My Lords, I too am a member of the committee. I thank the noble Lord, Lord Hollick, for his chairmanship during this inquiry.
We have many committee members rich in UK energy policy and experience. I can only claim an upbringing at Harwell, surrounded by energy research, doing my own small bit on solar energy materials in the mid-1970s, and my former career as a patent attorney covering some of the technology, so I am more technology than policy on this.
My more recent experience with financial markets means that looking at thin capacity margins, spoken about with confidence, gives me a sense of déjà vu in relation to thin bank capital. It works until something big happens. It is not clear that we are out of the shadow of something big with an ageing nuclear fleet and uncertainty over timely delivery of its replacements.
The electricity market is changed from when it was set up. It is easy to point to subsidies, targets and mechanisms used to incentivise low-carbon energy production and say that it has distorted the market, but there were always constraints on what was achievable at the time, and it had to be done.
We have also done better than predicted with some renewable technology: solar generation boomed, now with 11 rather than the projected 3 gigawatts of generation. Offshore wind has developed, in the words of Hugh McNeal of RenewableUK, in a way that you associate more with TVs and computers than major infrastructure, with turbines doubling in size and costs coming down 40%. Now the future does not necessarily look like it belongs to large inflexible generation such as big nuclear, although the realisation of that is perhaps only just dawning. That takes me to Hinkley Point C. I agree with the noble Lords who have already spoken on that issue. Perhaps it behoves us ill to criticise commissioning major generating capacity when the report itself elevates security of supply to the primary consideration. There are many lessons of the Hinkley process, including lack of transparency, the need for independent scrutiny and exaggerated claims about delivery, but foremost has to be, “Do not get into a capacity mess, it does not lead to value”, and delays in the operation of the capacity market mean that we may not be out of the mess. Therefore, it is not surprising that the committee put security of supply as the foremost requirement. However, in security of supply I include self-sufficiency. Wind and sun may be intermittent but they remain available without importation or interconnectors.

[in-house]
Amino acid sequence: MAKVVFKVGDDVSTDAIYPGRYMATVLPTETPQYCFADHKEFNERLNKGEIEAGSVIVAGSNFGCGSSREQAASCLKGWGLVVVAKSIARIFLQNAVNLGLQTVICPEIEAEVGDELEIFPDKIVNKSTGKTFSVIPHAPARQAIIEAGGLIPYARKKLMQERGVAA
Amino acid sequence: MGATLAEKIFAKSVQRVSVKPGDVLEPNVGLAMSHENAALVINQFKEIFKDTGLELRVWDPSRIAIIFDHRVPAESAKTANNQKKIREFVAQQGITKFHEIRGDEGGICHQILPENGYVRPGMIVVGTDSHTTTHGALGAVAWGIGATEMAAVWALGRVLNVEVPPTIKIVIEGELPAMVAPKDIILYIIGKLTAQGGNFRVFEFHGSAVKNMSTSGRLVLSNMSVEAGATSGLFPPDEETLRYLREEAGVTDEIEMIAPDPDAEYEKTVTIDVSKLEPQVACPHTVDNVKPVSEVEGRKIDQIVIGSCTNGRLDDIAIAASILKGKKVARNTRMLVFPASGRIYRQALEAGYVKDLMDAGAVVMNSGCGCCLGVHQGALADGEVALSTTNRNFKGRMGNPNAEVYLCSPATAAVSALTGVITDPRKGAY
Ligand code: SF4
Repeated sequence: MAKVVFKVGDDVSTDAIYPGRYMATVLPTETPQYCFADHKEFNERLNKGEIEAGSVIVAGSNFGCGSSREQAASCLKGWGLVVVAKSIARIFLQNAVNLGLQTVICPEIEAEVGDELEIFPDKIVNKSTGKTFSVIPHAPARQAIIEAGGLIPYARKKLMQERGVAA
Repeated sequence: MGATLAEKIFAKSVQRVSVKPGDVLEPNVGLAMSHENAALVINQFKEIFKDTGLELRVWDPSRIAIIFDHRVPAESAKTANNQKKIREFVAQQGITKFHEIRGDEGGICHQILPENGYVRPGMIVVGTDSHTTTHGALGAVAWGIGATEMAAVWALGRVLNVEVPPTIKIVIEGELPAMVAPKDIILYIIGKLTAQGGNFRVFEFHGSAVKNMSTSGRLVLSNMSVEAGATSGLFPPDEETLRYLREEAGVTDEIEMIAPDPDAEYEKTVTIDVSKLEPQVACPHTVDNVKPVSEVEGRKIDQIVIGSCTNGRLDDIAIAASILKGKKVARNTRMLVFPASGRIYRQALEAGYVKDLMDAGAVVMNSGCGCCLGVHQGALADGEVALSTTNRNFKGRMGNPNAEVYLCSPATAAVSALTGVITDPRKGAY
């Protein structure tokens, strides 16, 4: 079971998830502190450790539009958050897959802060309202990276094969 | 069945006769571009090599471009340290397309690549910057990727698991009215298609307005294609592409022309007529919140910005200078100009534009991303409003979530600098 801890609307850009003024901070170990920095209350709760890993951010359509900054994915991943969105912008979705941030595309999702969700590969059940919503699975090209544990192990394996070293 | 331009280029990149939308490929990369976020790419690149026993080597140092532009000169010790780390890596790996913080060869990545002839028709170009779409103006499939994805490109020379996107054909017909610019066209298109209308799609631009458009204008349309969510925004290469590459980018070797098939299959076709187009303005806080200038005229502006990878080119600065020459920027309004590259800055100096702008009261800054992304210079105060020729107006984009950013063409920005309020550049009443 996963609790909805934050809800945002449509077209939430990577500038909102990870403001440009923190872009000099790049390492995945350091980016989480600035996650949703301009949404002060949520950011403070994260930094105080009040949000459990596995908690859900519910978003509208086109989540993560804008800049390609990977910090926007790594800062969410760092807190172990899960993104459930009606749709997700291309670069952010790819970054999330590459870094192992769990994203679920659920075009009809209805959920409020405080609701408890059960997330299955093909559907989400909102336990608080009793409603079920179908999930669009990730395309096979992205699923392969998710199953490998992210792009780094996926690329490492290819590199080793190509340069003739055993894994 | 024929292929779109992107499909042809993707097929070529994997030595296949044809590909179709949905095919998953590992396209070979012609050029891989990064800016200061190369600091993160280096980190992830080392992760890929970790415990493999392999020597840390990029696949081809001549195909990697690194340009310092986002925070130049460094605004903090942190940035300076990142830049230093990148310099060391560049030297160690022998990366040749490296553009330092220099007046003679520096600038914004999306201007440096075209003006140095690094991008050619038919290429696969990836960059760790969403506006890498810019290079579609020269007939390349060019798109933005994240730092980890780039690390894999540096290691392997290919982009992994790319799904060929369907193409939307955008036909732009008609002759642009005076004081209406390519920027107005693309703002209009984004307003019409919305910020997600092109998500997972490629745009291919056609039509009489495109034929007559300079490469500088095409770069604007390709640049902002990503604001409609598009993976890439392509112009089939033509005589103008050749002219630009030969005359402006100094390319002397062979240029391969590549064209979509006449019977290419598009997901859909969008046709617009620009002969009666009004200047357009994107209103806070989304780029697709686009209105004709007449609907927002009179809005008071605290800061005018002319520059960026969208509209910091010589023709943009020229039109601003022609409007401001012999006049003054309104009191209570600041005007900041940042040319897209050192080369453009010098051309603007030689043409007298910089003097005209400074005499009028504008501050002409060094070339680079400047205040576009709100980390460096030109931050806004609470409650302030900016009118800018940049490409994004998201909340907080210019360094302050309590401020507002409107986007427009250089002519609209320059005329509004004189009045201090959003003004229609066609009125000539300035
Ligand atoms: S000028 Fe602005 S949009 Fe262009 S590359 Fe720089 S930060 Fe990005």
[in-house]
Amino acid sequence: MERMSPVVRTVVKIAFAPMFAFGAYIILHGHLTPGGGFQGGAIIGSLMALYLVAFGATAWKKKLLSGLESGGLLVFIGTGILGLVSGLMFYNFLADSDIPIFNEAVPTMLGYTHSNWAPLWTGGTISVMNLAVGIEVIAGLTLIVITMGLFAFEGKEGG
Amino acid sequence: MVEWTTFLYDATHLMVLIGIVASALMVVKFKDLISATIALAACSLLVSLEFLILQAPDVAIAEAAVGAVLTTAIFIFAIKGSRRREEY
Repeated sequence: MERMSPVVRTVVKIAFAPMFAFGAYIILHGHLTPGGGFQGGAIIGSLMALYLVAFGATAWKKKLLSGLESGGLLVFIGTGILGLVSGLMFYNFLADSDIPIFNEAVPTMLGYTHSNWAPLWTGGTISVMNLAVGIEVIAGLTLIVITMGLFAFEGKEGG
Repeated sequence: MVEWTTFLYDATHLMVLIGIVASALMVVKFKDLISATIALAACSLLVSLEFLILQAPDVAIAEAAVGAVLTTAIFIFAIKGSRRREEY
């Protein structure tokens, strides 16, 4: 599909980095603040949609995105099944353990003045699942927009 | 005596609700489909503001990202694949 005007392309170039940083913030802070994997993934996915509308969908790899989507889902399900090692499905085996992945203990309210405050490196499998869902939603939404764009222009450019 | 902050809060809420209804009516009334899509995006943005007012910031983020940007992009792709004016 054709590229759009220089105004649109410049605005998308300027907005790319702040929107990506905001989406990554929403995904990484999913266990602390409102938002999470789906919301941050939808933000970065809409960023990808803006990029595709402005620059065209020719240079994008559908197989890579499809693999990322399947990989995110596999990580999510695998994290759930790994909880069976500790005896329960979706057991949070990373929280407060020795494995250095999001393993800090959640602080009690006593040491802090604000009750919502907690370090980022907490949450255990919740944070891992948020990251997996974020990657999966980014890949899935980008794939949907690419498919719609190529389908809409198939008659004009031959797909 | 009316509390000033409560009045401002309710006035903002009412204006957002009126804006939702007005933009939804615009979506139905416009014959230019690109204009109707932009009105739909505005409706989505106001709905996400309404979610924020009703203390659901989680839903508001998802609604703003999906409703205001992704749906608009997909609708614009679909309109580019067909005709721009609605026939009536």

I too welcome the Faraday initiative for research on energy storage to complement renewables. This should press ahead with vigour, so an update would be welcome to me too. The capacity market is also making changes to how markets operate. If the truth is told, we do not have a market in price, only a market in capacity and subsidies. Flexible generation is squeezed between nuclear and renewables and ultimately that must carry a price. Presently, the price is paid by the environment with extension of old generation and standby diesel generators. I was somewhat alarmed by the statement from the director-general for energy security at BEIS that appears in paragraph 71 of the report:
“We don’t want to use the capacity market to bring forward new investment before it is needed”.
Planning a just-in-time strategy does not fit with a high level of security of supply and I query what value it will deliver.
The capacity market means that a plan B for delayed nuclear is not needed, according to the Government’s response, so how and when would need for new investment be recognised and brought forward through the capacity market or otherwise? Are the Government confident that their current criteria are not supressing investment? These are all issues where having an energy commission and greater transparency would help.